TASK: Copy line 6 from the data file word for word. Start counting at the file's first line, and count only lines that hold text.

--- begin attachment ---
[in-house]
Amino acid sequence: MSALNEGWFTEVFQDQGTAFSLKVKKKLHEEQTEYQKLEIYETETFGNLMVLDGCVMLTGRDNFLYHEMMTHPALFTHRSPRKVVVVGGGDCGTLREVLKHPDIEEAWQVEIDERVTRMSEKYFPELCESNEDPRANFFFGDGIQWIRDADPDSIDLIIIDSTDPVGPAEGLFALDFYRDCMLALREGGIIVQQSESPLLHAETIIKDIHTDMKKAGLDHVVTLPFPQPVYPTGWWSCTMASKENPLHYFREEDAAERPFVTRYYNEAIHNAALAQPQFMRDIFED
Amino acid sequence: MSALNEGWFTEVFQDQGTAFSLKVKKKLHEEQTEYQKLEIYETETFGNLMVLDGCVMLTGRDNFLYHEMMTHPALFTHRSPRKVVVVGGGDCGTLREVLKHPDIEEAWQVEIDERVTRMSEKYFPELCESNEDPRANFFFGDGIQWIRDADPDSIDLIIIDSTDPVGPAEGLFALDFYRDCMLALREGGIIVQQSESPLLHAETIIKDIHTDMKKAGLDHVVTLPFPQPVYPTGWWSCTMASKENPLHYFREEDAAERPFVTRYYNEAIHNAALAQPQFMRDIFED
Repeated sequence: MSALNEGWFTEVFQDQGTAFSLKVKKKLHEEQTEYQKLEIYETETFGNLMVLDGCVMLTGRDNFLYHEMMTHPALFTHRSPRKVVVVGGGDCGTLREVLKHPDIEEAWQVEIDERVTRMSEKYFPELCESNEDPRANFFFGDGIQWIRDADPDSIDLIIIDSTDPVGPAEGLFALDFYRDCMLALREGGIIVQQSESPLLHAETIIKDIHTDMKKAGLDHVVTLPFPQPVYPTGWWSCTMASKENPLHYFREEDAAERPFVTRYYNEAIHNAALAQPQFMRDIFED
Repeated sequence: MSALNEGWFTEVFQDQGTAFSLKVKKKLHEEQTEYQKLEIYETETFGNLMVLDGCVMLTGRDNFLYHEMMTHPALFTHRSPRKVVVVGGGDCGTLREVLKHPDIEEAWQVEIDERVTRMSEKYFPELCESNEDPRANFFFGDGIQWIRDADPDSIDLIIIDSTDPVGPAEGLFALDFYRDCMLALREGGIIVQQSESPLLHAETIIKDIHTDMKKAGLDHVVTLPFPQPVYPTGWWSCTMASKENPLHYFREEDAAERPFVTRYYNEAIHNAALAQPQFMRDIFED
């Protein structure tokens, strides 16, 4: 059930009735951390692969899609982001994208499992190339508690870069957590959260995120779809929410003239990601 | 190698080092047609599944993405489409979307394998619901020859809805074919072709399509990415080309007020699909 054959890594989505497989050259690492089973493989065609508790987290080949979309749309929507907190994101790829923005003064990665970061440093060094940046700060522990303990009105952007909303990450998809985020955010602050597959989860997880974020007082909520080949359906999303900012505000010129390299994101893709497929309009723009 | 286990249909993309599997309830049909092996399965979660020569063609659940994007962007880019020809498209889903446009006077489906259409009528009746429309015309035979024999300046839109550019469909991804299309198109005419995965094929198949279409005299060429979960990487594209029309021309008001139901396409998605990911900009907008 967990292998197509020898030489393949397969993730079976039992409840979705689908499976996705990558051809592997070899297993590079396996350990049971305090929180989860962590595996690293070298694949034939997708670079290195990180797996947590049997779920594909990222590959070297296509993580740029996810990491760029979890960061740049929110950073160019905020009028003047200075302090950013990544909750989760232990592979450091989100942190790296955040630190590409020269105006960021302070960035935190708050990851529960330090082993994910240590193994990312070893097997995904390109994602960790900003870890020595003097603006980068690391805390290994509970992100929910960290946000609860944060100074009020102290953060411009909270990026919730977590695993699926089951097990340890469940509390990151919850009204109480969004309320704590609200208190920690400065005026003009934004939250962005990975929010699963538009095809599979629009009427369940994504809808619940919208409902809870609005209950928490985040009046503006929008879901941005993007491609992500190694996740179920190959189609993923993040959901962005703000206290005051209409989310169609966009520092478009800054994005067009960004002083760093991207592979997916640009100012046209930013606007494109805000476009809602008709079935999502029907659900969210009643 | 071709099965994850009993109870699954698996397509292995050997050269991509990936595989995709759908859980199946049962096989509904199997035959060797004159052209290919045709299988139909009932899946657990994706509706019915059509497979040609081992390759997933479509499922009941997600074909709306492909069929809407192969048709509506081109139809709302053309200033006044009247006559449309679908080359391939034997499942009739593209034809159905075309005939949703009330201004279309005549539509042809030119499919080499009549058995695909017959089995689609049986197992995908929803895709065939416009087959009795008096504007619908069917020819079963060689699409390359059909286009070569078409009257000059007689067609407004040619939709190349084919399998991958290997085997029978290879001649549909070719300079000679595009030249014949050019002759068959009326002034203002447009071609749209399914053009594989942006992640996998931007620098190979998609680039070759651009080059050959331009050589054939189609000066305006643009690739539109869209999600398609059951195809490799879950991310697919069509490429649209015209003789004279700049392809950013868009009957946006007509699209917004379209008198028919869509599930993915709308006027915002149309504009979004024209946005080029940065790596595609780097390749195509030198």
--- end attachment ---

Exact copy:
């Protein structure tokens, strides 16, 4: 059930009735951390692969899609982001994208499992190339508690870069957590959260995120779809929410003239990601 | 190698080092047609599944993405489409979307394998619901020859809805074919072709399509990415080309007020699909 054959890594989505497989050259690492089973493989065609508790987290080949979309749309929507907190994101790829923005003064990665970061440093060094940046700060522990303990009105952007909303990450998809985020955010602050597959989860997880974020007082909520080949359906999303900012505000010129390299994101893709497929309009723009 | 286990249909993309599997309830049909092996399965979660020569063609659940994007962007880019020809498209889903446009006077489906259409009528009746429309015309035979024999300046839109550019469909991804299309198109005419995965094929198949279409005299060429979960990487594209029309021309008001139901396409998605990911900009907008 967990292998197509020898030489393949397969993730079976039992409840979705689908499976996705990558051809592997070899297993590079396996350990049971305090929180989860962590595996690293070298694949034939997708670079290195990180797996947590049997779920594909990222590959070297296509993580740029996810990491760029979890960061740049929110950073160019905020009028003047200075302090950013990544909750989760232990592979450091989100942190790296955040630190590409020269105006960021302070960035935190708050990851529960330090082993994910240590193994990312070893097997995904390109994602960790900003870890020595003097603006980068690391805390290994509970992100929910960290946000609860944060100074009020102290953060411009909270990026919730977590695993699926089951097990340890469940509390990151919850009204109480969004309320704590609200208190920690400065005026003009934004939250962005990975929010699963538009095809599979629009009427369940994504809808619940919208409902809870609005209950928490985040009046503006929008879901941005993007491609992500190694996740179920190959189609993923993040959901962005703000206290005051209409989310169609966009520092478009800054994005067009960004002083760093991207592979997916640009100012046209930013606007494109805000476009809602008709079935999502029907659900969210009643 | 071709099965994850009993109870699954698996397509292995050997050269991509990936595989995709759908859980199946049962096989509904199997035959060797004159052209290919045709299988139909009932899946657990994706509706019915059509497979040609081992390759997933479509499922009941997600074909709306492909069929809407192969048709509506081109139809709302053309200033006044009247006559449309679908080359391939034997499942009739593209034809159905075309005939949703009330201004279309005549539509042809030119499919080499009549058995695909017959089995689609049986197992995908929803895709065939416009087959009795008096504007619908069917020819079963060689699409390359059909286009070569078409009257000059007689067609407004040619939709190349084919399998991958290997085997029978290879001649549909070719300079000679595009030249014949050019002759068959009326002034203002447009071609749209399914053009594989942006992640996998931007620098190979998609680039070759651009080059050959331009050589054939189609000066305006643009690739539109869209999600398609059951195809490799879950991310697919069509490429649209015209003789004279700049392809950013868009009957946006007509699209917004379209008198028919869509599930993915709308006027915002149309504009979004024209946005080029940065790596595609780097390749195509030198």